</li>
    <li>
      <a href="#">Profile</a>
    </li>
    <li>
      <a href="http://www.rottentomatoes.com">Rotten Tomatoes</a>
    </li>
  </ul>
</div>

 

You can see this in action here. As you resize the width of the window, the links will disappear and the collapsed_headerbutton will appear. Clicking on the button will expand the content showing the links that were displayed horizontally when there was room enough to do so.

Now our navigation looks good, and the first column gets stack on top of the second when the window gets too small. That's an example of using some of Bootstrap's responsive capabilities.

 

The ListView

Our next order of business is to handle the Kendo UI ListView. As a starting point, let's see what it looks like full sized:

listview_full

The first thing that I notice as I start to collapse the page is that at around 980px, things start to look rather bad...

problem1

If you keep resizing, eventually the columns get stacked and the issue goes away. But as you resize down to phone width, it comes back again.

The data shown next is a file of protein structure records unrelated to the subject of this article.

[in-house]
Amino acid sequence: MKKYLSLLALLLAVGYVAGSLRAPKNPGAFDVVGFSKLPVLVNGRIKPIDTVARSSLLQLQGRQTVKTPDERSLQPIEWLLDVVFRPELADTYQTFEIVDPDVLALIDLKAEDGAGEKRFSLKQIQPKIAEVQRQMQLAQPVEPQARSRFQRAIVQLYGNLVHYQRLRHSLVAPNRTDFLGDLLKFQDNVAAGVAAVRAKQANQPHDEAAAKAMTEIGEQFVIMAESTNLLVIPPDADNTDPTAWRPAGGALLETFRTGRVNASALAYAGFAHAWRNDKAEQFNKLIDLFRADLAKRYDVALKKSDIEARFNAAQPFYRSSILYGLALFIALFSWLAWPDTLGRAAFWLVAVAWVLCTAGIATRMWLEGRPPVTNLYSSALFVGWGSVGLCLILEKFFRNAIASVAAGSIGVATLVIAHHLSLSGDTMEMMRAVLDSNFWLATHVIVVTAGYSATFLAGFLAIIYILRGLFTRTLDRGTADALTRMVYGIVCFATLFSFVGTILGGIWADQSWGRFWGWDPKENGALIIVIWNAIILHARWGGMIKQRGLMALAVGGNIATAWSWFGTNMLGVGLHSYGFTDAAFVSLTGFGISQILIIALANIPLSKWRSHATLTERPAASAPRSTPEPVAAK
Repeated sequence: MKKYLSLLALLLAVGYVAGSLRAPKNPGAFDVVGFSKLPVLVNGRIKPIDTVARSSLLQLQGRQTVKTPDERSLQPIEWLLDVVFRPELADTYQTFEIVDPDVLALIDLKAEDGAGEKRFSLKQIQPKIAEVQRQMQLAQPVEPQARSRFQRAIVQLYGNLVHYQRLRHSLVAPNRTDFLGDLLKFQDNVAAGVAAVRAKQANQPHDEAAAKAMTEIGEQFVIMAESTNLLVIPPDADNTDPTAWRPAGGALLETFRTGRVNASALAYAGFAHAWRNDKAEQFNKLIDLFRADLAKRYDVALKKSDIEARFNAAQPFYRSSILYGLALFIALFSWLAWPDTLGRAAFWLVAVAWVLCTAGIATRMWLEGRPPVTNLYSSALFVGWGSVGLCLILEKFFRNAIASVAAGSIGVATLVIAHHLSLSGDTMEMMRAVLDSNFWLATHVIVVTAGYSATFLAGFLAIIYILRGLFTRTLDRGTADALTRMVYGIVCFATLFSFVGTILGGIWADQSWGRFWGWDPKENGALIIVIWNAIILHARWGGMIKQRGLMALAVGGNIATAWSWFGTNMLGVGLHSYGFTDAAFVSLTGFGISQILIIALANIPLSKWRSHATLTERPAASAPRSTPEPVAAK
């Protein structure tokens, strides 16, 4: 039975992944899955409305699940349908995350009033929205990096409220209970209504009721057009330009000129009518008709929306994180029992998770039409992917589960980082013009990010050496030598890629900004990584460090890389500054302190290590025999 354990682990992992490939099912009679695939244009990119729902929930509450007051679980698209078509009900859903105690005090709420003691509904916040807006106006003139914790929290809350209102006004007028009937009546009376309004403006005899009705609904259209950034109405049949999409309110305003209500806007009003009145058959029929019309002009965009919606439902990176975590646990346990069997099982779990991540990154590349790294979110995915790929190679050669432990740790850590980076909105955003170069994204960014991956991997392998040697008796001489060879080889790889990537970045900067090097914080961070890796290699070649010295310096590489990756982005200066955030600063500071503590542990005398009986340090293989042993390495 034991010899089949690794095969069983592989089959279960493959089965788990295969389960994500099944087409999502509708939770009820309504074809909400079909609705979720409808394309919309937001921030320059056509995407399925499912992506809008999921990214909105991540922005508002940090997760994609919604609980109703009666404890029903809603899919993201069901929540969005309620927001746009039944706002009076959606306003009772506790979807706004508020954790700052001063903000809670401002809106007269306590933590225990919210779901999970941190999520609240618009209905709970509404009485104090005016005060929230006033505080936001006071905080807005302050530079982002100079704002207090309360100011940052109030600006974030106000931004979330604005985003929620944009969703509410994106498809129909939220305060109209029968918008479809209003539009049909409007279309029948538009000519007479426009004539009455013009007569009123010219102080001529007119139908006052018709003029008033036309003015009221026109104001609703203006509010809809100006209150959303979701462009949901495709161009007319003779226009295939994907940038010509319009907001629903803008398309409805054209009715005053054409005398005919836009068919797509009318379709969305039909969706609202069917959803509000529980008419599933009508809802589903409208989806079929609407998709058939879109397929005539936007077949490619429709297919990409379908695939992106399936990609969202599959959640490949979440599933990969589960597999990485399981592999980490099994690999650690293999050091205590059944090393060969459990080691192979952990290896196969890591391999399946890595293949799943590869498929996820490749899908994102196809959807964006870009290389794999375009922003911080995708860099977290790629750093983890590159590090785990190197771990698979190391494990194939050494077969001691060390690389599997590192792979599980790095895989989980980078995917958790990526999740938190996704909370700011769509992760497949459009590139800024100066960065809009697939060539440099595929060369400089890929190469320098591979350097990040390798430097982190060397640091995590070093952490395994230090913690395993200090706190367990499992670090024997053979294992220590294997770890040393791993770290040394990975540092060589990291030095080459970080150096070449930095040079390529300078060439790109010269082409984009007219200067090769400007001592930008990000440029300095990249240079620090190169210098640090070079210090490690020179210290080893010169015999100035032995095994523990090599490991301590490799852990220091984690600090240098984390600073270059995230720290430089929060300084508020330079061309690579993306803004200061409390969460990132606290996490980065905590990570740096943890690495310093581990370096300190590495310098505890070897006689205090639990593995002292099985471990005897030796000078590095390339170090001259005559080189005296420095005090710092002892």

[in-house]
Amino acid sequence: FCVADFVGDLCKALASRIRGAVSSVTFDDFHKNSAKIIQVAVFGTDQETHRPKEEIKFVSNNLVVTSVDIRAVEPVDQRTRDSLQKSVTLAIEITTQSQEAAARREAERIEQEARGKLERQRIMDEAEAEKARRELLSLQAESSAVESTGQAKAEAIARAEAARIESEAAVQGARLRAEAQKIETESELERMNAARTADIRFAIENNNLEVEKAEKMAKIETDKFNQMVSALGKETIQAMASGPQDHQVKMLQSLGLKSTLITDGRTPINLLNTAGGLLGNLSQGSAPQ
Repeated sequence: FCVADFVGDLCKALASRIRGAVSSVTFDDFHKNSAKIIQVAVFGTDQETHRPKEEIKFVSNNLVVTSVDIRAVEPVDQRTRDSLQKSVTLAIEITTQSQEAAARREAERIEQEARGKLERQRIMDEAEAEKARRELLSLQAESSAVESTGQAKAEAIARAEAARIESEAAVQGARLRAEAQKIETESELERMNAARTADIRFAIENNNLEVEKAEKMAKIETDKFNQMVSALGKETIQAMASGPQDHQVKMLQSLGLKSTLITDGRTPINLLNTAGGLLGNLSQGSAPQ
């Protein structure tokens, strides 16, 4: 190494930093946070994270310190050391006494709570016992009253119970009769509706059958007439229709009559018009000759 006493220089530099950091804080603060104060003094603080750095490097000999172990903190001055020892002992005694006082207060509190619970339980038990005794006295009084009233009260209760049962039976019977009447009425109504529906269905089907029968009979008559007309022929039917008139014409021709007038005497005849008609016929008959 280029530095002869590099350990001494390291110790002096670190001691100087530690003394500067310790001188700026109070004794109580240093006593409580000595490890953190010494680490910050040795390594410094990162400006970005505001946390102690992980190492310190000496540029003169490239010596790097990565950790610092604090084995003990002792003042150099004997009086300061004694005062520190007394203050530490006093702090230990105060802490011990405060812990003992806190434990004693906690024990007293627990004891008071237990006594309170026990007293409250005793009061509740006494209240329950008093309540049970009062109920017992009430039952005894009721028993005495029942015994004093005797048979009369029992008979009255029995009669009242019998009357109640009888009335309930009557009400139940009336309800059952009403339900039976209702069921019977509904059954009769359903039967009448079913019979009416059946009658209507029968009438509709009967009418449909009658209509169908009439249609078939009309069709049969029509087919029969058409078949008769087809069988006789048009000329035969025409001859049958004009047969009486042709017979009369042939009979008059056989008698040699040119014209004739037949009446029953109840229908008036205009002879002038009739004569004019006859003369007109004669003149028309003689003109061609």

Note: I use a Chrome Plugin called Window Resizer which not only resizes your windows at set intervals, but also tells you what the current width of the browser window as as you resize it. I highly recommend this plugin.

In order to get rid of this problem, we need to do two things if there isn't enough room:

  1. Don't display the numbers between the pager buttons
  2. Hide the synopsis

Hiding the pager page list

We need to find out exactly what it is we need to hide to get the page numbers in the pager to go away. To do that, I'm going to be using the Chrome Developer Tools. I did a screencast on these recently. I can't urge you enough to become confident and comfortable with your browser's dev tools. If you don't like the dev tools that your browser has, find a browser that has some that you do like. You can always go back and test on your deployment target.

If I right-click the pager buttons, I can see that they are just an unordered list of items. That unordered list has a class of k-pager-numbers.

k-pager-numbers

We can hide the numbers by setting a style for the k-pager-numbers class that gives it display: none. We want to do the same thing on the synopsis. The synopsis will only be shown on larger screens. That makes media query look this this:

Media query to hide pages and synopsis

@media all and (max-width: 980px) {
  .k-pager-numbers, .synopsis {
    display: none;
  }
}

 

Now when we resize the window, the page numbers and synopsis go away when we are at smaller resolutions. Now the application fits perfectly to the window at any size.